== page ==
Where have all the hipsters gone? It’s a question I often find myself asking as I prowl London’s bustling, ritzy streets in search of the kind of scintillating good vibes enjoyed by only the coolest twenty-somethings.

There are plenty of cool neighbourhoods in London: Brixton, Peckham, Soho’s back streets all spring to mind. but there is a fear — at least in me — that London’s coolest spots are being flipped into glitzy, neon-clad, instagram joints with any curated charm sapped to an inch of its life. But if you know where to look, hipsters you will find.

Your first stop should probably be East London, where that kind of grungy, manicured effortlessness is in abundance — all tatted up streets and spoken word poetry nights. And if you're looking for a true late night hipster hideout then look no further than Bambi in London Fields.

Like its namesake, you might live in doe-eyed fear of the dangers of the concrete forest: ridiculously garish cocktails, the thumping tunes of obnoxious DJs, a £500 bill for two. These were mine and my partner’s fears as we drifted into the ‘music-led’ wine bar at Netil House. Thankfully these fears were almost immediately assuaged when we learnt who would be taking care of us for the evening.

Bambi London Fields

Unlike those other, more grating DJ-set while you eat experiences, Bambi’s music programme is curated by London legend Charlie Dark. Dark’s set tastefully drifts between hip-hop deep cuts (the likes of which you probably pretend to know but are surreptitiously Shazaming while nobody’s looking); or old-school crowd pleasers played at a refreshingly understated volume.

If there were some platonic ideal of cool and/or hip, then Bambi would be as close as it comes. When we arrived we were greeted by well-dressed staff, the tunes throbbing pleasantly in the background, as we were led to our nordic design table. Though I must say, the experience was slightly dampened when I noticed the smell of cheese and onion crisps perfuming the air. No matter.

In my personal definition of cool, there is a passage somewhere about how everything must be in tasteful balance — nothing overwrought or laboured. Bambi’s cocktail menu models this thesis beautifully, with a scant but deliberate selection that offers just enough variety without all the pomp. For my sins I started with their spicy margarita, which was the perfect piquant tonic for the fast and exciting panoply of food to come. Speaking of food, Bib Gourmand awarded Henry Freestone takes the helm here, who previously headed up, similarly coveted, Peckham Cellars back in 2020.

Bambi London Fields

The food menu, equally as scant, is all about its share factor; it’s a matter of breaking bread with friends just as much as it is about enjoying every bite. But enjoyed them, we did. Ever the curator, Freestone chose our meal for us, starting with the smoked mackerel pate and pickled cucumber; squash, ricotta and almonds and wholegrain bread with whipped garlic butter.

I’ve always been of the opinion that starters should be cold, light and refreshing and I have never felt more validated in that belief. The real joy came in marrying these flavours. The sweetness of the squash combined with rich, creamy pate, the bright acidity of pickled cucumber and the sharpness of the ricotta all harmonised in a beautifully satisfying way. It felt so natural to drift between plates, ripping out mammoth sized chunks of bread to adorn with these unctuous toppings.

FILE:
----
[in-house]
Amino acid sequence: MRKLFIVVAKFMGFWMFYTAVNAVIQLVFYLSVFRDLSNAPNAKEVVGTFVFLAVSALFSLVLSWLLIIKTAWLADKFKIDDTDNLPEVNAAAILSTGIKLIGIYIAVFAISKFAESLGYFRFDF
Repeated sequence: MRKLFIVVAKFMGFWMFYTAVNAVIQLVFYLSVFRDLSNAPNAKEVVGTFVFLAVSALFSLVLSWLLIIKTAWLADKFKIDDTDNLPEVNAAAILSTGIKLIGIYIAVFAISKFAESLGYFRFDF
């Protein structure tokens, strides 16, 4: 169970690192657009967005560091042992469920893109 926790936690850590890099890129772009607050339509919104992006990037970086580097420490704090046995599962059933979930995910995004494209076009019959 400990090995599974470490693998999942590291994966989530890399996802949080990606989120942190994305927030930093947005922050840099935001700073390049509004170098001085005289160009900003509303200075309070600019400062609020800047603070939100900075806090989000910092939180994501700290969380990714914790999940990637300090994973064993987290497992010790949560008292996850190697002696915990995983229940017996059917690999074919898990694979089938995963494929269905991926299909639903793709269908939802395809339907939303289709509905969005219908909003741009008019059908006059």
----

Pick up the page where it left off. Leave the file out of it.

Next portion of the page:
For mains, when Freestone asked whether we wanted the fun option or the serious option we found ourselves dumbstruck for an answer. It seemed Freestone had predicted our indecision and gleefully added “how about both?”. Right answer. The fun option, the chicken parm ciabatta, was delightful in a sort of juvenile way, elevated miraculously by the vodka marinara. Useful tip: ask for extra napkins. However, fun as it was, it was seriously overshadowed by the serious option: the rump steak and braised butter beans.

Bambi London Fields

There is something inherently exclusionary about hipsterdom — when something becomes too popular it loses its cool factor in the eyes of its trailblazers. But Freestone’s menu remains blithely accessible. In fact, I had recently seen him make his braised beans on the Great British Chefs Youtube channel, and as something of a homecook myself, I bookmarked the dish to make at a later date. Some of my favourite meals are those so deliciously simple that they inspire at home recreation.

The biggest praise I can heap on Freestone’s steak and beans is that I was immediately resolved to make it the very next day. And though not quite up to the complexity of Freestone's efforts, it was every bit as warm and comforting. As for dessert, it's not a requirement here as the frozen espresso martini does the job in spades, though the apple crumble sundae did tempt.

There is an argument to be made that niche wine, small plates toting, hipster bars like Peckham cellars and Bambi have all become a bit derivative in the year of our lord 2023, but the idolatry that surrounds them remains. And for good reason: Bambi wears its music, wine and food on its exposed brick coloured sleeve. Our hosts had us seeing off glass after glass of Chenin Blanc, licking our plates, and even having a little boogie in our seats.

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1 Westgate St, London E8 3RL; Bambi